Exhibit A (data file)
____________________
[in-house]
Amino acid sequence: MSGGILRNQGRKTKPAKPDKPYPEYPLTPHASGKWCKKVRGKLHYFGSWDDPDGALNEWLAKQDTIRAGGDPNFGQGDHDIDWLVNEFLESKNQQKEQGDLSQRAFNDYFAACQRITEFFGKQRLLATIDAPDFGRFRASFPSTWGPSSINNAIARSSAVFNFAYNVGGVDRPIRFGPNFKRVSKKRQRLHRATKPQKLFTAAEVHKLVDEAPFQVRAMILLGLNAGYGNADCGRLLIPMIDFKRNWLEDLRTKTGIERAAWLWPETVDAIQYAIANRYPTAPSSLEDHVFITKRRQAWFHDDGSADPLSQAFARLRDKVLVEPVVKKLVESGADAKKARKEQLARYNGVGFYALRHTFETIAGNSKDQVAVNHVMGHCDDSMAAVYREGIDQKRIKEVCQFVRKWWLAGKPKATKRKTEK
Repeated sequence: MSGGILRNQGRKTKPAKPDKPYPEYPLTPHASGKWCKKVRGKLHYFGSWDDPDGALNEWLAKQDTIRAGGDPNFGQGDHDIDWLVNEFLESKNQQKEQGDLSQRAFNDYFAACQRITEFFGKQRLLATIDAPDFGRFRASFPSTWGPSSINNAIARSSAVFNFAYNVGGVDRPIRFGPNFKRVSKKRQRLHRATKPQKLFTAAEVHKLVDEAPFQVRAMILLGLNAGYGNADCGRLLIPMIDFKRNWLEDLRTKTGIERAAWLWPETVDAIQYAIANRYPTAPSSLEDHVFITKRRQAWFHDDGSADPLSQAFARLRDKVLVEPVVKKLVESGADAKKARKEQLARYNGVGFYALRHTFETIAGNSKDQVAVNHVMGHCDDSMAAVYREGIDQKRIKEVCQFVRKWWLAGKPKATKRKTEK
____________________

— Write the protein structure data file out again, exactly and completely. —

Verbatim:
[in-house]
Amino acid sequence: MSGGILRNQGRKTKPAKPDKPYPEYPLTPHASGKWCKKVRGKLHYFGSWDDPDGALNEWLAKQDTIRAGGDPNFGQGDHDIDWLVNEFLESKNQQKEQGDLSQRAFNDYFAACQRITEFFGKQRLLATIDAPDFGRFRASFPSTWGPSSINNAIARSSAVFNFAYNVGGVDRPIRFGPNFKRVSKKRQRLHRATKPQKLFTAAEVHKLVDEAPFQVRAMILLGLNAGYGNADCGRLLIPMIDFKRNWLEDLRTKTGIERAAWLWPETVDAIQYAIANRYPTAPSSLEDHVFITKRRQAWFHDDGSADPLSQAFARLRDKVLVEPVVKKLVESGADAKKARKEQLARYNGVGFYALRHTFETIAGNSKDQVAVNHVMGHCDDSMAAVYREGIDQKRIKEVCQFVRKWWLAGKPKATKRKTEK
Repeated sequence: MSGGILRNQGRKTKPAKPDKPYPEYPLTPHASGKWCKKVRGKLHYFGSWDDPDGALNEWLAKQDTIRAGGDPNFGQGDHDIDWLVNEFLESKNQQKEQGDLSQRAFNDYFAACQRITEFFGKQRLLATIDAPDFGRFRASFPSTWGPSSINNAIARSSAVFNFAYNVGGVDRPIRFGPNFKRVSKKRQRLHRATKPQKLFTAAEVHKLVDEAPFQVRAMILLGLNAGYGNADCGRLLIPMIDFKRNWLEDLRTKTGIERAAWLWPETVDAIQYAIANRYPTAPSSLEDHVFITKRRQAWFHDDGSADPLSQAFARLRDKVLVEPVVKKLVESGADAKKARKEQLARYNGVGFYALRHTFETIAGNSKDQVAVNHVMGHCDDSMAAVYREGIDQKRIKEVCQFVRKWWLAGKPKATKRKTEK